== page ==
The year was 1997, and Scotland was experiencing a drought. It put local ferryman Robert Graham out of his job charting folks back and forth across the River Almond, and with little else to do, he decided to scour the river’s edge. It proved to be a smart decision. Graham spotted something sticking out of the mud that would eventually become one of the United Kingdom’s greatest discoveries—and allow him to retire with a hefty finder’s fee.
What Graham managed to uncover was a statue of a lion that appears to be devouring a man. He contacted local authorities at the museum of the National Museum of Scotland, who were able to confirm that this sculpture was in fact a Roman artifact from the early part of the first century.
These administrative authorities surmised that this white sandstone idol, which dates from between the second and third centuries, may have been a grave marker for a high-ranking official in the Roman army. This discovery not only set up Graham for life, but also helped prove the Romans had advanced as far north as Scotland.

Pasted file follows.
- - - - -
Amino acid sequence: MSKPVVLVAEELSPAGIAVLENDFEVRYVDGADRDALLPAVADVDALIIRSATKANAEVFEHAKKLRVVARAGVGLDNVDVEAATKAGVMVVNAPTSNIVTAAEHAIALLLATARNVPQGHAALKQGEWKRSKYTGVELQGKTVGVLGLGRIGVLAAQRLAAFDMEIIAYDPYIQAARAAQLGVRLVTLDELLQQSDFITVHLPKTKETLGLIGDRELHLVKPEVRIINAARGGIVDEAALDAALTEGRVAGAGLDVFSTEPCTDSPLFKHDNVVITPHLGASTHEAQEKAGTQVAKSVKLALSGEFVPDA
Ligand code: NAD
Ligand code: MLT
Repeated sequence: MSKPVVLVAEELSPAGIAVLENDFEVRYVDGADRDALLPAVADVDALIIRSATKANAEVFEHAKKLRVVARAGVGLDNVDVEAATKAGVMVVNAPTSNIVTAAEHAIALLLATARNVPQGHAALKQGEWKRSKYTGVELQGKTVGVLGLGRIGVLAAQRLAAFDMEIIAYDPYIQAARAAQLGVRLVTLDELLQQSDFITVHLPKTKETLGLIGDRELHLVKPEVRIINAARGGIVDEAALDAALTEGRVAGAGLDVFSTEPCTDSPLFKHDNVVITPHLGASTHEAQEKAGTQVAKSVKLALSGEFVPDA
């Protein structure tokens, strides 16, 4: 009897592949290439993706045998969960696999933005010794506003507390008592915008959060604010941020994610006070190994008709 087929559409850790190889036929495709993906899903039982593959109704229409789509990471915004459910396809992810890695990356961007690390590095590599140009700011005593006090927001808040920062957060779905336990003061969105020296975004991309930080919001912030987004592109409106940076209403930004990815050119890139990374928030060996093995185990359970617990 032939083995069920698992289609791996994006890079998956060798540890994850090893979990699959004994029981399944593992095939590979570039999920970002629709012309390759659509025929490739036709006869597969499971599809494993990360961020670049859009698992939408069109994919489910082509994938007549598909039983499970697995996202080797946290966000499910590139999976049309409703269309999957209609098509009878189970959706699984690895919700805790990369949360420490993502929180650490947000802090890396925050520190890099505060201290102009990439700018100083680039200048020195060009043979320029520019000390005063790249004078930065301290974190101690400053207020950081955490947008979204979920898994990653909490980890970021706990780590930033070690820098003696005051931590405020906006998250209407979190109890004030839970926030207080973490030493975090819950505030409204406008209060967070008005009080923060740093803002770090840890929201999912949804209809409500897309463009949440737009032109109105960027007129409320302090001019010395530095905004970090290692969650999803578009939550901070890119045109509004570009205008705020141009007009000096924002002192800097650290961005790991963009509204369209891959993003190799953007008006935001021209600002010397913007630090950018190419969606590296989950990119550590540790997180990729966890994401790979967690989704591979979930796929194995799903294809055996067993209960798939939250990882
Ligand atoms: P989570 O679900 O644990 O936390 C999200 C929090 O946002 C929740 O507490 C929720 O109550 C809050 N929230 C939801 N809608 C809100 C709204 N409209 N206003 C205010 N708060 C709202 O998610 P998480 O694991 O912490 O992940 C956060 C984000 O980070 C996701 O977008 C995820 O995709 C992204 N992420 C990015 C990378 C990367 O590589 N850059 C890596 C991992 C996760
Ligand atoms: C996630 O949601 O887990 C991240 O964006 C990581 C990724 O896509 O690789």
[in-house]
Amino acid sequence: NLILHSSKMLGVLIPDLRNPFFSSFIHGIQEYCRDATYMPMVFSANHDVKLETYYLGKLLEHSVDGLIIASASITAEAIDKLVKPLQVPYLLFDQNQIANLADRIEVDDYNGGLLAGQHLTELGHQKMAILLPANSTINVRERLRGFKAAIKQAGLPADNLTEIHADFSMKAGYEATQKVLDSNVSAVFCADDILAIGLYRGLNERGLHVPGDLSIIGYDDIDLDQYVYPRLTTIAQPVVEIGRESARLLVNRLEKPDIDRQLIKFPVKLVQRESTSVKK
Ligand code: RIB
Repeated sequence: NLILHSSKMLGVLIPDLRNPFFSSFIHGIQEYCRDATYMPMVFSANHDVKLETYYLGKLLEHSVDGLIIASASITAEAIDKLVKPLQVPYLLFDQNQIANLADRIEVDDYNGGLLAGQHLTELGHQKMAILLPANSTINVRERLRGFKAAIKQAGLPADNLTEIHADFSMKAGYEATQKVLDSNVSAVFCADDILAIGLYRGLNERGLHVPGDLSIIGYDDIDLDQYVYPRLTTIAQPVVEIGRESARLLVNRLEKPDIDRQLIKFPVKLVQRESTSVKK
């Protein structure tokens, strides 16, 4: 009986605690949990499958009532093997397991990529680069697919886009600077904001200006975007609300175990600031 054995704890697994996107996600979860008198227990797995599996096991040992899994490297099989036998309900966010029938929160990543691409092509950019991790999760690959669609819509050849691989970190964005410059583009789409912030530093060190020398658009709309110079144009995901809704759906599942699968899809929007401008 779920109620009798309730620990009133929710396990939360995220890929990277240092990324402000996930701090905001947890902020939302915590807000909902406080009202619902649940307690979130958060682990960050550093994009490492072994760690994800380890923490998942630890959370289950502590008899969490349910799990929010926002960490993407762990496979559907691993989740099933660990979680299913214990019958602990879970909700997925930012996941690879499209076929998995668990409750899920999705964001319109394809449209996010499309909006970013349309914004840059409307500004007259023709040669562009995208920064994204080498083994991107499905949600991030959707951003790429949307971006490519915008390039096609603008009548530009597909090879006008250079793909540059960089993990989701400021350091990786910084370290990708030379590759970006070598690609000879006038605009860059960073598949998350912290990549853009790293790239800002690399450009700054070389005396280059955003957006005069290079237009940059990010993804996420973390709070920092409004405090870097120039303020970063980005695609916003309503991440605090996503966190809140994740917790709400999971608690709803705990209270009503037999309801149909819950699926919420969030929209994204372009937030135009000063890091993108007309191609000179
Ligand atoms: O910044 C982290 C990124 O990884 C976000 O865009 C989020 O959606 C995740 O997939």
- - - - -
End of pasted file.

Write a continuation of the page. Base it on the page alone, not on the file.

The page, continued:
Near where this discovery was made are the remains of an ancient Roman fort, they can be located adjacent to the Cramond Kirk and Burial Ground. On the opposite side of the River Almond is the erroneously-named Eagle Rock, which has strong associations with the centurions.
Know Before You Go
The lion is located in level -1 of the National Museum of Scotland. The museum is open from 10 a.m. to 5 p.m. and entrance is free.